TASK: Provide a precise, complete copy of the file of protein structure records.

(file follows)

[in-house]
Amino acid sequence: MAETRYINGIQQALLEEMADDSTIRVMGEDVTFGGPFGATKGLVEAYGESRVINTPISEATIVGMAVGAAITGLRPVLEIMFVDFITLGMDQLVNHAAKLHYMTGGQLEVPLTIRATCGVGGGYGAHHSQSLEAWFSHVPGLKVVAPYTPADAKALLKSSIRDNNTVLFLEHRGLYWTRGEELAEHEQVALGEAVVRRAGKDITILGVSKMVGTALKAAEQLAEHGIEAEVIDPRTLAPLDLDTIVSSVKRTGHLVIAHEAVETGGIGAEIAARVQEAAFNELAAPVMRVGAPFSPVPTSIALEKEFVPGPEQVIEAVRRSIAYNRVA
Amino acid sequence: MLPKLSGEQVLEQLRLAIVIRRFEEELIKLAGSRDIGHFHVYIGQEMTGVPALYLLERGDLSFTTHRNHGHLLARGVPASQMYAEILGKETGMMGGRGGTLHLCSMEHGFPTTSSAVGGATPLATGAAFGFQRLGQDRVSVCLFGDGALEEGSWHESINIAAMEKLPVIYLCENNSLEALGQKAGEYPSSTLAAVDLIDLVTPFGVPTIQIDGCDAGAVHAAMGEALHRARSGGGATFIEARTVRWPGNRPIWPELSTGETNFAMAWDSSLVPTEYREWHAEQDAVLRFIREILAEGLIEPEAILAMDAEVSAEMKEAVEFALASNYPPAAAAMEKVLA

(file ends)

[in-house]
Amino acid sequence: MAETRYINGIQQALLEEMADDSTIRVMGEDVTFGGPFGATKGLVEAYGESRVINTPISEATIVGMAVGAAITGLRPVLEIMFVDFITLGMDQLVNHAAKLHYMTGGQLEVPLTIRATCGVGGGYGAHHSQSLEAWFSHVPGLKVVAPYTPADAKALLKSSIRDNNTVLFLEHRGLYWTRGEELAEHEQVALGEAVVRRAGKDITILGVSKMVGTALKAAEQLAEHGIEAEVIDPRTLAPLDLDTIVSSVKRTGHLVIAHEAVETGGIGAEIAARVQEAAFNELAAPVMRVGAPFSPVPTSIALEKEFVPGPEQVIEAVRRSIAYNRVA
Amino acid sequence: MLPKLSGEQVLEQLRLAIVIRRFEEELIKLAGSRDIGHFHVYIGQEMTGVPALYLLERGDLSFTTHRNHGHLLARGVPASQMYAEILGKETGMMGGRGGTLHLCSMEHGFPTTSSAVGGATPLATGAAFGFQRLGQDRVSVCLFGDGALEEGSWHESINIAAMEKLPVIYLCENNSLEALGQKAGEYPSSTLAAVDLIDLVTPFGVPTIQIDGCDAGAVHAAMGEALHRARSGGGATFIEARTVRWPGNRPIWPELSTGETNFAMAWDSSLVPTEYREWHAEQDAVLRFIREILAEGLIEPEAILAMDAEVSAEMKEAVEFALASNYPPAAAAMEKVLA